People in their late 30s and early 40s are facing a unique time where this new generation has started to point out some of the problematic things when it comes to the movies and shows we used to love. What are some of their examples? Topanga from “Boy Meets World” made a terrible decision regarding college (she did, though), Steve Urkel’s constant pursuit of Laura Winslow on “Family Matters” was not only problematic but a little #metooish (shhh, it kinda was), and Zack Morris of “Save by the Bell” was an obvious sociopath (FACTS! And his adult character in the reboot being governor of California is problematic and super realistic.)
Essentially, we Gen Xers have found that some of the shows that brought us joy when we were younger have us over-explaining what the writers “really meant” to our nieces, nephews, and kids. This usually results in us screaming in exasperation, “It was the 80s/90s!”
Hey guys? We get it. Our childhood movies and shows are problematic by today’s standards. We knoooooooow!
But there is one opinion that I will not stand for in this here Twenty of Twenties:
“Whitley should’ve ended up with Byron Douglas instead of Dwayne Wayne.”
I came across this asinine opinion post after following a thread about “A Different World.” And then the keyboard warriors started to chime in:
“Yaaaas! He was a senator. She deserved to be his wife.”
“I AGREE!!! Dwayne was a nerd, and plus, he liked Denise anyway.”
“Right?! Dwayne Wayne didn’t have the money to handle what she needed. Byron and Whitley are relationship goals.”
“In real life, they would have never ended up together.”
What?! Are you people insane?
This is why you–this is exactly why your last relationship—-I cannot believe you have the audacity to think—-
(Hyperventilates into paper bag)
Ok……ok. It’s been a while since we’ve talked so maybe I need to approach this with a touch of intellect, as I often do, so that you can understand why Whitley ending up with Dwayne was the most perfect of endings of any sitcom from that era….and LIFE!
The Reason Why Dwayne Was The Best Choice
The rules for this argument are simple: Only Debbie Allen’s version of “A Different World” is canon. This means the main characters’ ages and Dwayne’s crush on Denise are the only things that carry over from season one. That’s it! (Plus, true “A Different World” fans only acknowledge Seasons 2-6.)
Now, I could base my argument on the fact that Whitley and Dwayne being a thing was first hinted at in Season 2: Episode 4, when she starts having Freudian dreams after an encounter with him at a party. This interaction (albeit problematic) ignites romantic feelings and confuses them both. And although they both try to dismiss it, it is mutual.
Or I could use the argument that by Season 3: Episode 1, Whitley realized that Dwayne could be suave and debonair and goofy, depending on what the situation called for. Thus making him a renaissance man of sorts.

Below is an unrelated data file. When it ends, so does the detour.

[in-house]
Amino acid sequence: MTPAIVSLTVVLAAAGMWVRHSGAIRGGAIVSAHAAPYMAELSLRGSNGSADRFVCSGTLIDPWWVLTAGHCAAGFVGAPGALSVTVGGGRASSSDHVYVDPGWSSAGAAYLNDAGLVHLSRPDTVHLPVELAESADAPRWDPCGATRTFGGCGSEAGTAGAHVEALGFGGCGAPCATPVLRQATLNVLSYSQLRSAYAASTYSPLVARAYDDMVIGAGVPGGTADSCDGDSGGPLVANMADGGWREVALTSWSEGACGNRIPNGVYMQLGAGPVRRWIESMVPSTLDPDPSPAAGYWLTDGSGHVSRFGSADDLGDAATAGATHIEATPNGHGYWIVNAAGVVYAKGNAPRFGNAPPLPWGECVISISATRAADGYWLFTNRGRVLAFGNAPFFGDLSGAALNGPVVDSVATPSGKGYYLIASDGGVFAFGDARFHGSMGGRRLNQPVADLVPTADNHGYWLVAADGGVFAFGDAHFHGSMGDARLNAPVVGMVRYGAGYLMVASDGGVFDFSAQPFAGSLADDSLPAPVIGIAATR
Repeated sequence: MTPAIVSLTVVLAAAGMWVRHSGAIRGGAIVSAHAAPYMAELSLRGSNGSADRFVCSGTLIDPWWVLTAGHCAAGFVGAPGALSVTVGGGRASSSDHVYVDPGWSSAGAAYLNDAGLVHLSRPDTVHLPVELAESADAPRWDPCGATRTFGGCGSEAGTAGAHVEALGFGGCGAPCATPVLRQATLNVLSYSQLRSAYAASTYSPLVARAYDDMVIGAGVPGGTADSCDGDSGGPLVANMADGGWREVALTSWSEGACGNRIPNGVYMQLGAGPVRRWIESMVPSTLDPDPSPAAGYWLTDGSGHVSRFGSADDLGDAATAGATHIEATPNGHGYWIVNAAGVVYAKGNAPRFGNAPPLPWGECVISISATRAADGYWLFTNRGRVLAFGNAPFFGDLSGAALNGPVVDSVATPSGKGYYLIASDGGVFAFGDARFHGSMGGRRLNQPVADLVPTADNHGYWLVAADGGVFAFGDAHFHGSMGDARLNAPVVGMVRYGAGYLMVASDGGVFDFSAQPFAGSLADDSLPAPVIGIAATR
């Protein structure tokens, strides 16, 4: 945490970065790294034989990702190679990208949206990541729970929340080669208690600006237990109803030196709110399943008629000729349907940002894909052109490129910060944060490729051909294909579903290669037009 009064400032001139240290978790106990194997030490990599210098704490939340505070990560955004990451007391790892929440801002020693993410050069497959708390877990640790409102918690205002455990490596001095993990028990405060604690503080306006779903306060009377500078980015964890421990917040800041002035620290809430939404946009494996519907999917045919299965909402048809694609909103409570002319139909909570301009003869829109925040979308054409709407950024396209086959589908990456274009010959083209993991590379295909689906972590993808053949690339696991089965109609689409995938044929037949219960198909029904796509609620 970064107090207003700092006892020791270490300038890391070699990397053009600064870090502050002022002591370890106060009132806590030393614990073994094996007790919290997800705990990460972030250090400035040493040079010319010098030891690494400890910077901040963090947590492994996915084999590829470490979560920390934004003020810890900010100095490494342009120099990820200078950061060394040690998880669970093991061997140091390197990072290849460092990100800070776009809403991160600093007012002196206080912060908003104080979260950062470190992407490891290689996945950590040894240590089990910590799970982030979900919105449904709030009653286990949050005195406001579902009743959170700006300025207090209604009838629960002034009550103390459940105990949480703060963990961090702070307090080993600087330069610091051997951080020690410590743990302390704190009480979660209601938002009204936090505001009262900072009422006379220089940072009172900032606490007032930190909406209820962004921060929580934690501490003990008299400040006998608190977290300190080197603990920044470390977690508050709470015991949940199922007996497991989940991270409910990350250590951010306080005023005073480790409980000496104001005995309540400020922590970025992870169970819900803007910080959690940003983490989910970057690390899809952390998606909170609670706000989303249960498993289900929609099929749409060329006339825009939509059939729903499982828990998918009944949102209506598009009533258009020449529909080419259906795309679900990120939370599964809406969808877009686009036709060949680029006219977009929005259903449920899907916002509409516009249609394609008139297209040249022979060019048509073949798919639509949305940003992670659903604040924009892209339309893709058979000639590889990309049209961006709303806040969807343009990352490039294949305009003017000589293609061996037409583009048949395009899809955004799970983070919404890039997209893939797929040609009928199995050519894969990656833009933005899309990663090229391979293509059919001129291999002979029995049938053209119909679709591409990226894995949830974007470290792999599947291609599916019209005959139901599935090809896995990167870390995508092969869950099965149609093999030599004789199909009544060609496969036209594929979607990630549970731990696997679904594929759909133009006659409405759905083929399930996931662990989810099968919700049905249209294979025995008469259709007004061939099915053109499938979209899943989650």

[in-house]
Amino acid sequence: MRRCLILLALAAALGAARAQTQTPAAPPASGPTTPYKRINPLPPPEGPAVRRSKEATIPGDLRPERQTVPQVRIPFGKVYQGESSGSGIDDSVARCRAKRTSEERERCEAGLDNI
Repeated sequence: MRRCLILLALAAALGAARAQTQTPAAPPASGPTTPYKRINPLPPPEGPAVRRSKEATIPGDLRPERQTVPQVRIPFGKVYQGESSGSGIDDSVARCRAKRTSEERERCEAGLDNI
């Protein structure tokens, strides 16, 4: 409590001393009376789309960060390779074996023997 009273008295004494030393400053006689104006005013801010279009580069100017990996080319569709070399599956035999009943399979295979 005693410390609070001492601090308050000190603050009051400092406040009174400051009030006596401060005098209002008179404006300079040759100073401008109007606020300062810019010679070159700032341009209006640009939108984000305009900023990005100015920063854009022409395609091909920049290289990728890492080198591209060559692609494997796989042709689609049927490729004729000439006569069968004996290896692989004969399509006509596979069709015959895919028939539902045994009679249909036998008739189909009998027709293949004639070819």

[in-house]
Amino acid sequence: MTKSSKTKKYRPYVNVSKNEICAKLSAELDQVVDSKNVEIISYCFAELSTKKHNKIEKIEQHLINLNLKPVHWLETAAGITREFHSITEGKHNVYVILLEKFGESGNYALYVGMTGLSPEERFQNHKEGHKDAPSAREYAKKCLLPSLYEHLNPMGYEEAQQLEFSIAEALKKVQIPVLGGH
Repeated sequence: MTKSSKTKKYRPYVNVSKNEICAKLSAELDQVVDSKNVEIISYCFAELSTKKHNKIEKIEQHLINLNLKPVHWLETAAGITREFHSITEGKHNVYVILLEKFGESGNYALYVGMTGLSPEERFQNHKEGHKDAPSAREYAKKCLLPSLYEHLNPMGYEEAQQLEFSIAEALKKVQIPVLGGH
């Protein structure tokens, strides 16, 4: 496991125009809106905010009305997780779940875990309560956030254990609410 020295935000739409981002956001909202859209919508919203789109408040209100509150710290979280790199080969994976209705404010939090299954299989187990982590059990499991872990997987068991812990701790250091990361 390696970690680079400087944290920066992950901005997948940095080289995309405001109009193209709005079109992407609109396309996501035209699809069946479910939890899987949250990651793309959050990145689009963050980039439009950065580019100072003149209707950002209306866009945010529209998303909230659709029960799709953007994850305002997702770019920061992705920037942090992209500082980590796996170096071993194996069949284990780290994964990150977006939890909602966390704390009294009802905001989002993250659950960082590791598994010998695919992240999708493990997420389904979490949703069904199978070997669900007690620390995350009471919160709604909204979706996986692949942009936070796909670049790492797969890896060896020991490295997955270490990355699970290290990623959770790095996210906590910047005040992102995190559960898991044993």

Or I could use the argument that by Episode 5 of that same season, they finally gave in to those feelings after Denise legitimately pulled the worst possible lead-on in the history of romantic misunderstandings. (If you wanna talk about problematic, let’s talk about Denise Huxtable in that episode.)
Or I could use the fact that he was always Whitley’s shoulder to lean on, chest to cry on, and her most trusted confidant.
Or I could use the argument that in Season 4: Episode 8, they had a very adult conversation before they started their real relationship. Apologizing for their past mistakes and setting guidelines for their future. (And they reestablished some more ground rules in Episode 9)
Or I could absolutely use the argument that on her wedding day (after the attempted closure between her and Dwayne), there was a twinge of sadness when she spoke of marrying Byron (Season 4: Episodes 24/25), which was partnered with her desperate, passive-aggressive attempts to get someone, anyone, to stop the wedding.
And while Dwayne and Whitley did have setbacks, misunderstandings, and arguments, ultimately, when they did end up together, they were good for each other. They were friends first. She kept him from being too rigid, while he kept her grounded and encouraged her to discover that she wasn’t just “arm candy” for some man; she was Whitley. (An actual thing she acknowledges in Season 4: Episode 24)
I could use all of those as arguments. And collectively, they could show that sometimes the goofy 19-year-old nerd, and a 19-year-old bougie princess, can grow up together and be compassionate, loving, challenging, caring partners who embrace the individuality and vivaciousness of the other person.
But instead… Imma use this single argument:
Whitley turned 21 in Season 3. She and Dwayne graduate and get engaged in Season 4. By the end of Season 5, she was getting married (spoiler alert) to a United States senator at a wedding that ultimately got interrupted. That means that on her wedding day, she was 23 years old.
Byron Douglass III was an established alumnus of Hillman who had spent years building daycares and restaurants all over the state of Virginia before he decided to run for the U.S. Senate, which has a minimum age requirement.
A 23-year-old woman, fresh out of college and a long-term relationship, was marrying a man she had known for three months that was, at the very least, 10-12 years her senior!
If you don’t think that would have been an obviously problematic relationship and the exact recipe for disaster…well then…I have this book you should probably read.
Yeah…this was a long commercial for the book. I mean, you might as well go read it. It’s not like you don’t have the time.
You know I’m right.